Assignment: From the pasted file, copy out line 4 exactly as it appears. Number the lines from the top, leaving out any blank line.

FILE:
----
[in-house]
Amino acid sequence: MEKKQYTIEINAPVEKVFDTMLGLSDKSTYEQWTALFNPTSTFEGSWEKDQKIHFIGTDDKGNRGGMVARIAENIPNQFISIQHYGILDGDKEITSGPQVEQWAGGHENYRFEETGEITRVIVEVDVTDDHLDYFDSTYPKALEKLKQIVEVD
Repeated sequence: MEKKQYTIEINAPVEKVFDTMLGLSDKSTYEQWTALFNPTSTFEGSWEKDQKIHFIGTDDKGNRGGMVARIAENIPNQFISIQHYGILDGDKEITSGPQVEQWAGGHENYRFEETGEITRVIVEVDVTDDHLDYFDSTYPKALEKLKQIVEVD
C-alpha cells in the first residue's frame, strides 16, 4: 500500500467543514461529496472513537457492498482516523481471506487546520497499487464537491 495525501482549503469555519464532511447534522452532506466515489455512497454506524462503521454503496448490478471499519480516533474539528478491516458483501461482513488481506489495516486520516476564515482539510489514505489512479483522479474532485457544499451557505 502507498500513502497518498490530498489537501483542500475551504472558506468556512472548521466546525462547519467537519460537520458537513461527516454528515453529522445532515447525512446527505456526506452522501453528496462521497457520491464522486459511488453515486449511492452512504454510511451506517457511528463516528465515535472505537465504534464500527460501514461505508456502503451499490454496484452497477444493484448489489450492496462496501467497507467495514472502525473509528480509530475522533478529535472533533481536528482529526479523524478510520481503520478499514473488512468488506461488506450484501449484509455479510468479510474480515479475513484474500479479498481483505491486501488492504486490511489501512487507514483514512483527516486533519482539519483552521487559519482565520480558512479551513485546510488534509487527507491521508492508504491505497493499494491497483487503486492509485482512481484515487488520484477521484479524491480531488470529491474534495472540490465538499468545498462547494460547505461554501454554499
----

C-alpha cells in the first residue's frame, strides 16, 4: 500500500467543514461529496472513537457492498482516523481471506487546520497499487464537491 495525501482549503469555519464532511447534522452532506466515489455512497454506524462503521454503496448490478471499519480516533474539528478491516458483501461482513488481506489495516486520516476564515482539510489514505489512479483522479474532485457544499451557505 502507498500513502497518498490530498489537501483542500475551504472558506468556512472548521466546525462547519467537519460537520458537513461527516454528515453529522445532515447525512446527505456526506452522501453528496462521497457520491464522486459511488453515486449511492452512504454510511451506517457511528463516528465515535472505537465504534464500527460501514461505508456502503451499490454496484452497477444493484448489489450492496462496501467497507467495514472502525473509528480509530475522533478529535472533533481536528482529526479523524478510520481503520478499514473488512468488506461488506450484501449484509455479510468479510474480515479475513484474500479479498481483505491486501488492504486490511489501512487507514483514512483527516486533519482539519483552521487559519482565520480558512479551513485546510488534509487527507491521508492508504491505497493499494491497483487503486492509485482512481484515487488520484477521484479524491480531488470529491474534495472540490465538499468545498462547494460547505461554501454554499